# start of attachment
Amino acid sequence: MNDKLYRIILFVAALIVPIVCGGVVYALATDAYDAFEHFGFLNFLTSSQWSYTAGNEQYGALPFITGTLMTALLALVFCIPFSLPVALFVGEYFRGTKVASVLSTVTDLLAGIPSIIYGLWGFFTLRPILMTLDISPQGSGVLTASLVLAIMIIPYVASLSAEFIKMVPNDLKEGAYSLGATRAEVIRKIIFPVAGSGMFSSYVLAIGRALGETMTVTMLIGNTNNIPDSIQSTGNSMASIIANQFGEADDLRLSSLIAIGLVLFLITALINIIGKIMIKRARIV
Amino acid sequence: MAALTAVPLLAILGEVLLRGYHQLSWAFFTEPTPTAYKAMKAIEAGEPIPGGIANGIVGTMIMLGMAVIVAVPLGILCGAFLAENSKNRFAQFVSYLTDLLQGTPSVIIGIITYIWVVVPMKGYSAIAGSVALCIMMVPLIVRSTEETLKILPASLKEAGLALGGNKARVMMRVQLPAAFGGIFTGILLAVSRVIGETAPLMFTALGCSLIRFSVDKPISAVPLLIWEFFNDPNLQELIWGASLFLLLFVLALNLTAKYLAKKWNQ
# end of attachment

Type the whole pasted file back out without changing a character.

Amino acid sequence: MNDKLYRIILFVAALIVPIVCGGVVYALATDAYDAFEHFGFLNFLTSSQWSYTAGNEQYGALPFITGTLMTALLALVFCIPFSLPVALFVGEYFRGTKVASVLSTVTDLLAGIPSIIYGLWGFFTLRPILMTLDISPQGSGVLTASLVLAIMIIPYVASLSAEFIKMVPNDLKEGAYSLGATRAEVIRKIIFPVAGSGMFSSYVLAIGRALGETMTVTMLIGNTNNIPDSIQSTGNSMASIIANQFGEADDLRLSSLIAIGLVLFLITALINIIGKIMIKRARIV
Amino acid sequence: MAALTAVPLLAILGEVLLRGYHQLSWAFFTEPTPTAYKAMKAIEAGEPIPGGIANGIVGTMIMLGMAVIVAVPLGILCGAFLAENSKNRFAQFVSYLTDLLQGTPSVIIGIITYIWVVVPMKGYSAIAGSVALCIMMVPLIVRSTEETLKILPASLKEAGLALGGNKARVMMRVQLPAAFGGIFTGILLAVSRVIGETAPLMFTALGCSLIRFSVDKPISAVPLLIWEFFNDPNLQELIWGASLFLLLFVLALNLTAKYLAKKWNQ